Shop Talk: Gingrich's Moral Fiber, Men's Obesity

The guys discuss Marianne Gingrich's comment that her ex-husband Newt is not morally fit to be president. They also weigh in funding issues with Red Tails, and new data showing that men are catching up to women when it comes to obesity rates. Host Michel Martin hears from Jimi Izrael, Arsalan Iftikhar, Kevin Williamson and Dave Zirin.

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MICHEL MARTIN, HOST:

I'm Michel Martin and this is TELL ME MORE from NPR News. Now it's time for our weekly visit to the Barbershop, where the guys talk about what's in the news and what's on their minds.

Sitting in the chairs for a shape-up this week are author Jimi Izrael, civil rights attorney and author Arsalan Iftikhar, the National Review's deputy managing editor Kevin Williamson, and The Nation's sports editor Dave Zirin.

Take it away, Jimi.

JIMI IZRAEL: Thanks, Michel. Hey, fellas, welcome to the shop. How we doing?

ARSALAN IFTIKHAR: Hey, hey.

KEVIN WILLIAMSON: Good, thanks.

DAVE ZIRIN: Hey, doing great.

IZRAEL: All right. Well, there's been a lot of dirty fighting this political season, but recently, the blows are coming from a candidate's ex-wife. D'oh. Let me tell you, I've got a few ex-wives. There's never a good answer to an ex-wife's accusations.

MARTIN: Yeah. This is like your worst nightmare, isn't it?

IZRAEL: I know. Right? Newt Gingrich's second wife...

MARTIN: A spouse with a microphone.

IZRAEL: Right. Marianne Gingrich had some not so nice things to say about the former speaker of the House, Michel. We got some tape. Yeah?

MARTIN: We do. This is Marianne Gingrich speaking to "Nightline's" Brian Ross. Of course, that's an ABC news program and here is a short clip from the conversation.

(SOUNDBITE OF TV SHOW, "NIGHTLINE")

MARIANNE GINGRICH: I said to him, we've been married a long time. He said, yes. But you want me all to yourself. Callista doesn't care what I do. He was asking to have an open marriage and I refused.

MARTIN: Now, he denies that he asked for an open marriage, but not in so many words. The CNN debate moderator last night, John King, asked him if he wanted to reply to the accusations. This was at the forum in South Carolina last night. This is what he said.

(SOUNDBITE OF REPUBLICAN PRESIDENTIAL DEBATE)

NEWT GINGRICH: I think the destructive, vicious, negative nature of much of the news media makes it harder to govern this country, harder to attract decent people to run for public office and I am appalled that you would begin a presidential debate with a topic like that.

IZRAEL: Wow. Thanks for that, Michel. You know what? As I read this, the Democrats' problems going forward isn't Newt's moral fiber. It's his ability to defend his morality or - well, basically, lack thereof. You know, he has this uncanny ability to deflect inquiry by attacking the questioner specifically and the media in general.

And, you know, when he does this, it fires up his base. Now, none of us want to believe that Americans will vote for a louse like Newt, but I guess - you know what? Post-Clinton, maybe we just want a strong leader and we'll kind of settle for a halfway moral guy, you know, in the presidential seat.

K-Dub, you know, Newt uses the term, decent. His ex-wife says he is not morally fit to be president - as if. Do we care about this at all or is this old news?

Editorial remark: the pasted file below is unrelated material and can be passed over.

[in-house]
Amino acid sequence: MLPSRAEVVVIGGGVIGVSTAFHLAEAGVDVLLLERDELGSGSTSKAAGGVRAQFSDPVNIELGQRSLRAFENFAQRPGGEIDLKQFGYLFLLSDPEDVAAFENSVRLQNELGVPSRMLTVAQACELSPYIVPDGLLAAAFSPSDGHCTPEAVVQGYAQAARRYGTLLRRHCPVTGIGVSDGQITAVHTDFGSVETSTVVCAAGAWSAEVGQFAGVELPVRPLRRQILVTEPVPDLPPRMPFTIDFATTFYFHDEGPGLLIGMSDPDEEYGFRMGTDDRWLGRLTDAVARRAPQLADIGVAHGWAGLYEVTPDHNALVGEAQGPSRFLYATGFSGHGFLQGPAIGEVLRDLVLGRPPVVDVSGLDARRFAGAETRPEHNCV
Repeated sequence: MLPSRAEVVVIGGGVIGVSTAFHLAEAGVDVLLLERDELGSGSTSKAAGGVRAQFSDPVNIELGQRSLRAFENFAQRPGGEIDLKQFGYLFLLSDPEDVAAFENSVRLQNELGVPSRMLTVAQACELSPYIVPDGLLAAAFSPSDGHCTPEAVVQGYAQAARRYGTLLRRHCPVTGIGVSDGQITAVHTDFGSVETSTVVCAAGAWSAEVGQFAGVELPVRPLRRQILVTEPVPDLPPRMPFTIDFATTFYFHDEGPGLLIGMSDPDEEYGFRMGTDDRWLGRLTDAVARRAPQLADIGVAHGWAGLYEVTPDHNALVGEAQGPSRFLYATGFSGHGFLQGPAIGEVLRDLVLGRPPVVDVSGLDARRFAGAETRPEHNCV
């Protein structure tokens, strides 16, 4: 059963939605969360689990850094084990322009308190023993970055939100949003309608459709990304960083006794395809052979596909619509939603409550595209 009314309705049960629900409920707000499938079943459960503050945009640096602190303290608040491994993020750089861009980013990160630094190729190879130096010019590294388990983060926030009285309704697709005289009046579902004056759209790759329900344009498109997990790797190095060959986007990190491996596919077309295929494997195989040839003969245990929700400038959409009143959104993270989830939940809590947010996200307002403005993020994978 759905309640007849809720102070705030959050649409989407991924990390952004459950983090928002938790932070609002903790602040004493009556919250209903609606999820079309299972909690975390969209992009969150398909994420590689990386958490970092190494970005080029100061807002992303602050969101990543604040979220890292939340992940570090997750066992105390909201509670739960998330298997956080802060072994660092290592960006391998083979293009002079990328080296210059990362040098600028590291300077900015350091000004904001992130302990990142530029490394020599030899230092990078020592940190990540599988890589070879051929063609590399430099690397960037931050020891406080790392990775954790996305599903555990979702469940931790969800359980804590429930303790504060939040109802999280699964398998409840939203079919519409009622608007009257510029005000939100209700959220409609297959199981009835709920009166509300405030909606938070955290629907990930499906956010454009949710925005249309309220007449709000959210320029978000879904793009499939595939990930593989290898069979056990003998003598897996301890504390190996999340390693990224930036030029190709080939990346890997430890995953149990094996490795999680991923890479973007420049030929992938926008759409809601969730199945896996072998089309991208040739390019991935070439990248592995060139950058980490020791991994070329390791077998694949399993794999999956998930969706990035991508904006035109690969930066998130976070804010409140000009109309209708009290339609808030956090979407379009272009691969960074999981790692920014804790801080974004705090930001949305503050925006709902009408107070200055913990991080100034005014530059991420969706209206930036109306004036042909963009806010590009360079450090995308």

WILLIAMSON: Well, I mean, it's old news, but it's still creepy news. You know, I think that it's hard to come out and say that this sort of thing makes it hard to attract decent people to politics when the story is about how you've not been being a decent guy, when you've been sort of, you know, a big jerk to not only your second wife, but your first one before that.

So, I mean, there's no good way out of this for Newt and, of course, you know, Newt will forever be linked in the public mind with the Clinton impeachment, which had a sex scandal at the center of it, although I'd argue that wasn't really entirely what it was about.

But there's - yeah. It's just going to keep coming after him and coming after him and this isn't the sort of story that, you know, you can break early in the primary and it just sort of goes away. It's a permanent part of Newt's biography. It's a big part of how people understand him as a person and I think it's debilitating. It's really tough on him.

IZRAEL: OK. But, you know, Kevin Williamson, you're writing for the National Review, right? What I want to know is do you think people will forgive him? Do you think Americans will really vote for a guy like this?

WILLIAMSON: Well, you know, they were talking earlier about, you know, Haley Barbour and his pardons down in Mississippi and he did this out of, you know, sort of old fashioned Christian faith and people in Mississippi really dislike the fact that he did that. So I don't see a great appetite for redemption and forgiveness out there among the general yahoo public.

IZRAEL: A-train, Arsalan Iftikhar, your thoughts?

IFTIKHAR: Well, you know, I don't think that any of us, you know, who've ever followed politics can be surprised by the latest developments that have happened with Newt Gingrich. I mean, you know, here we have the umpteenth, you know, Republican presidential debate.

You know, for me, you know, some of the things that I'm interested in in terms of Newt's candidacy include him calling, you know, the Palestinians an invented people. The fact that, you know, Shariah Islamic law is coming to take over America when the constitution explicitly states in the supremacy clause that no law shall ever trump the U.S. Constitution.

So, in my opinion, he should not only not be president, but he should probably retroactively fail a ninth grade civics class.